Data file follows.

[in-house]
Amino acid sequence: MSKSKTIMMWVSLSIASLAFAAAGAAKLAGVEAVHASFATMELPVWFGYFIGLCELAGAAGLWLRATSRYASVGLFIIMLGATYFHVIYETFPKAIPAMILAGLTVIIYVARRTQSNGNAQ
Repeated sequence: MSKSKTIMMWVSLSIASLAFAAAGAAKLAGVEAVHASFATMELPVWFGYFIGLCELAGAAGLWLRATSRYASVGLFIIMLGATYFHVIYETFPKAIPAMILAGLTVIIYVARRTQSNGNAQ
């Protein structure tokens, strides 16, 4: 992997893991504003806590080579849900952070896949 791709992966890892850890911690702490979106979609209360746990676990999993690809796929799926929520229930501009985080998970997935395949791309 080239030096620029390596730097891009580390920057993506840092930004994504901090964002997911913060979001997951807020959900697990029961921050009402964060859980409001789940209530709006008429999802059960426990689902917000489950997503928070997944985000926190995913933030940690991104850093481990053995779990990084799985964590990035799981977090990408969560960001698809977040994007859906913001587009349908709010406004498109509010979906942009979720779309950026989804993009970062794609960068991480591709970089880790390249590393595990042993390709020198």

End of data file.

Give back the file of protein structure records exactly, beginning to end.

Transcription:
[in-house]
Amino acid sequence: MSKSKTIMMWVSLSIASLAFAAAGAAKLAGVEAVHASFATMELPVWFGYFIGLCELAGAAGLWLRATSRYASVGLFIIMLGATYFHVIYETFPKAIPAMILAGLTVIIYVARRTQSNGNAQ
Repeated sequence: MSKSKTIMMWVSLSIASLAFAAAGAAKLAGVEAVHASFATMELPVWFGYFIGLCELAGAAGLWLRATSRYASVGLFIIMLGATYFHVIYETFPKAIPAMILAGLTVIIYVARRTQSNGNAQ
């Protein structure tokens, strides 16, 4: 992997893991504003806590080579849900952070896949 791709992966890892850890911690702490979106979609209360746990676990999993690809796929799926929520229930501009985080998970997935395949791309 080239030096620029390596730097891009580390920057993506840092930004994504901090964002997911913060979001997951807020959900697990029961921050009402964060859980409001789940209530709006008429999802059960426990689902917000489950997503928070997944985000926190995913933030940690991104850093481990053995779990990084799985964590990035799981977090990408969560960001698809977040994007859906913001587009349908709010406004498109509010979906942009979720779309950026989804993009970062794609960068991480591709970089880790390249590393595990042993390709020198």